The best way to think about health insurance for your animal is that it is another budgeting tool. For most pet owners, health insurance won’t save them money in the long term. In fact, if you had the discipline to put money aside every month for your pet in an account that you didn’t touch except for pet medical expenses, you would, on average, end up ahead. Insurance companies depend on many people buying in and the general pool of patients being healthy. It is the rare pet owner who pays a small amount of money into the system and gets a lot of money out.
Owning a pet is very expensive. A 2017 CNBC report showed that the average cost of owning a dog over its lifetime is $27,000–$42,000; for a cat, it’s $21,000–$30,000. This includes food, litter, health care, grooming and all of the other necessary costs of taking an animal into your home. For the average person, this cost is manageable spread out over time, but if a medical problem occurs, you could be facing several thousands of dollars in medical expenses that are due immediately, and that’s where people find themselves in trouble.
An acquaintance of mine recently got into a situation where her dog ate a toy, and it appeared the dog needed surgery. Since it was the weekend, she had to go to the emergency clinic. They quoted her $4,000–$5,000 for the surgery. Her budget couldn’t cover the cost, so she was forced to consider euthanasia if the dog got worse. Luckily, with IV fluids and pain medication, the dog passed the toy and avoided surgery. But a situation like this is the perfect example of why having health insurance for your pet can literally be a lifesaver.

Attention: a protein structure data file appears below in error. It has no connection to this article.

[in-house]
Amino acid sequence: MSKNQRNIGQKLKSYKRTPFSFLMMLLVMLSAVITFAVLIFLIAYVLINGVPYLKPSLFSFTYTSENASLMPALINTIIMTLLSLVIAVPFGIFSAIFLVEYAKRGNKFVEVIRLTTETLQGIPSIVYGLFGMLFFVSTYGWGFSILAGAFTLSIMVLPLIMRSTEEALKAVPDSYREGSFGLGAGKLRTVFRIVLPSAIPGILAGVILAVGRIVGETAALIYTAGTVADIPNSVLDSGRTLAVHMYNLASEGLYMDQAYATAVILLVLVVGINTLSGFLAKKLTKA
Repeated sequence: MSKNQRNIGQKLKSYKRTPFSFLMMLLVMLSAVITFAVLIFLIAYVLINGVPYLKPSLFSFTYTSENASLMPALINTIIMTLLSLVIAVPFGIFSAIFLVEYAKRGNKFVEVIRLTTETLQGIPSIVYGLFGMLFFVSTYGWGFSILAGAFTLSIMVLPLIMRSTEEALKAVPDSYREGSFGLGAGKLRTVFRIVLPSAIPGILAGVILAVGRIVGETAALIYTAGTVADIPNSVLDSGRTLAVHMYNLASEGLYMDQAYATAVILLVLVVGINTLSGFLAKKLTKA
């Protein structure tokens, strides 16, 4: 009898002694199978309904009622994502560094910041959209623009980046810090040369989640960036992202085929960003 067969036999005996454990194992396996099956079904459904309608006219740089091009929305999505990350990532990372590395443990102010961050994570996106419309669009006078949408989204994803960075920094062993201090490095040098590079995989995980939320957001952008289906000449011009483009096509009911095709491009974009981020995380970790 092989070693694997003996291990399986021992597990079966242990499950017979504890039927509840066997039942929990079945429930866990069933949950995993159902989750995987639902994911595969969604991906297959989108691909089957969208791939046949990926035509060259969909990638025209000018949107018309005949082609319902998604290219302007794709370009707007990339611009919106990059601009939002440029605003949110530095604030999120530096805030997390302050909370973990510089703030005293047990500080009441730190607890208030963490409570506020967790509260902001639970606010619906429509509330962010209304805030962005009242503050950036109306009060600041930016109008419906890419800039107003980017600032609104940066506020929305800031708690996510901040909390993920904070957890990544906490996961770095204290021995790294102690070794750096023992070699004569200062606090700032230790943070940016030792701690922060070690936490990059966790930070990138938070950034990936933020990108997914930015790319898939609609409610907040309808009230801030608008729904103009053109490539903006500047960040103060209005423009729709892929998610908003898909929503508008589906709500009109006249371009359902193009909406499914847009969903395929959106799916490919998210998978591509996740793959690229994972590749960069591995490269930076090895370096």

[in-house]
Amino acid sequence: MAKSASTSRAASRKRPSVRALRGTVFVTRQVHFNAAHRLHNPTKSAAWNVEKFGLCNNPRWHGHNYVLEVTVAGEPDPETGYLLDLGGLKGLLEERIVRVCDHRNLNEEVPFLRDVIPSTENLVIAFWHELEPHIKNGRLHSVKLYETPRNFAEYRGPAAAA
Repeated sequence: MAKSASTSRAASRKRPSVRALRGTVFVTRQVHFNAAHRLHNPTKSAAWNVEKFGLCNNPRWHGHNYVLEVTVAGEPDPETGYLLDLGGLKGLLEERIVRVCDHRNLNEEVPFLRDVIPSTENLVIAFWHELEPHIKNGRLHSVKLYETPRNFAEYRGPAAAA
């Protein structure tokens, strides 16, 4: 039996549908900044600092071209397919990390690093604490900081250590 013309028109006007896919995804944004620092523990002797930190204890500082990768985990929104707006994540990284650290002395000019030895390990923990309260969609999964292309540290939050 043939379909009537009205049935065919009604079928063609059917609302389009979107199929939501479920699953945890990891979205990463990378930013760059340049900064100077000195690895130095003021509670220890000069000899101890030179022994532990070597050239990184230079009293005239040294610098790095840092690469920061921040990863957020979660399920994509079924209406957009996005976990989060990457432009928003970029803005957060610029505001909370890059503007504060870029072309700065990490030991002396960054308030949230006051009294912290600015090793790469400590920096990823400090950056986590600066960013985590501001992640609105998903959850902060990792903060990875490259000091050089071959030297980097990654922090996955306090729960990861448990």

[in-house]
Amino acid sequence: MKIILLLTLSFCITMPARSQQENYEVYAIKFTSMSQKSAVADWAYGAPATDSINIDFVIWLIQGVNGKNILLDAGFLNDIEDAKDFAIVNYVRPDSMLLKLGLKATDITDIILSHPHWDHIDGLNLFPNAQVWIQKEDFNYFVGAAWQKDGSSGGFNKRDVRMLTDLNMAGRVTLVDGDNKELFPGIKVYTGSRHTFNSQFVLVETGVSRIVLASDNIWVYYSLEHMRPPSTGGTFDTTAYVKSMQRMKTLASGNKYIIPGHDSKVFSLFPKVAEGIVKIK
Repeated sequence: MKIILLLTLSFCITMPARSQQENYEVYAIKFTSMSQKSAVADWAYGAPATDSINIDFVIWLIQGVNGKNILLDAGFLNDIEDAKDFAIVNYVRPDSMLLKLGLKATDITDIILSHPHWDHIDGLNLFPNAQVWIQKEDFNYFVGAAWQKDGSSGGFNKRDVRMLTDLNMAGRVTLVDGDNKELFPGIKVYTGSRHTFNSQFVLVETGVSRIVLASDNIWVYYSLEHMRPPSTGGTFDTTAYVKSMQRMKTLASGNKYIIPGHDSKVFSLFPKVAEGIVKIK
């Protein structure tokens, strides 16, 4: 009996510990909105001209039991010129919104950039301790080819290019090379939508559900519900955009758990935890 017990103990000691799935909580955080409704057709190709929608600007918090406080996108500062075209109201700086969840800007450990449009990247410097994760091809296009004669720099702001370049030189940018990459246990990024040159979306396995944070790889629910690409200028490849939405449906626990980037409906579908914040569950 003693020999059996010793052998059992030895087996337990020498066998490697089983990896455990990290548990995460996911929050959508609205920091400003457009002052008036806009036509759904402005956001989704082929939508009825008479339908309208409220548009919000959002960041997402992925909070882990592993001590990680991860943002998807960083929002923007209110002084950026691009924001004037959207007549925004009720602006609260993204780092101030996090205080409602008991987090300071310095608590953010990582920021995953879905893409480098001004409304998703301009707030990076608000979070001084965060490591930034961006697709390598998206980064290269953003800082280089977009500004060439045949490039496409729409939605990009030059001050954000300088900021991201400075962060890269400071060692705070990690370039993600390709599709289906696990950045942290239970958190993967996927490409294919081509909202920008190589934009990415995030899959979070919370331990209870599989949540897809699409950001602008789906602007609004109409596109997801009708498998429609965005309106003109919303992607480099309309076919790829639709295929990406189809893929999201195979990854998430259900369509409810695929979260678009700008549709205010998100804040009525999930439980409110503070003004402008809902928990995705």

There are many pet health insurance companies to choose from now. Each one structures its policies slightly differently, so it is important to understand how the insurance works when you buy it. For example, some insurance companies have a per-incident deductible that must be met before they will reimburse for care. Other companies set their deductibles per pet or per year. Most insurance companies don’t cover the office call charge, and there are sometimes restrictions on what the company will or will not pay for. For example, if a pet is getting its teeth cleaned and needs a tooth pulled, sometimes the insurance company will only pay for the extraction itself, not for the other things, like anesthesia, that are necessary to do the extraction.
Also, it is very important to know that most insurance companies do not cover preexisting conditions. It is best to purchase insurance for your animal when they are young and healthy. Getting insurance for your pet if it already has multiple diseases will likely cause you frustration because many of your pet’s ailments will not qualify for reimbursement.
Here are some budgeting tools to consider:
It is always important to talk to your veterinarian about your financial situation before treatment. Your veterinarian wants to help find solutions that fit within your budget.
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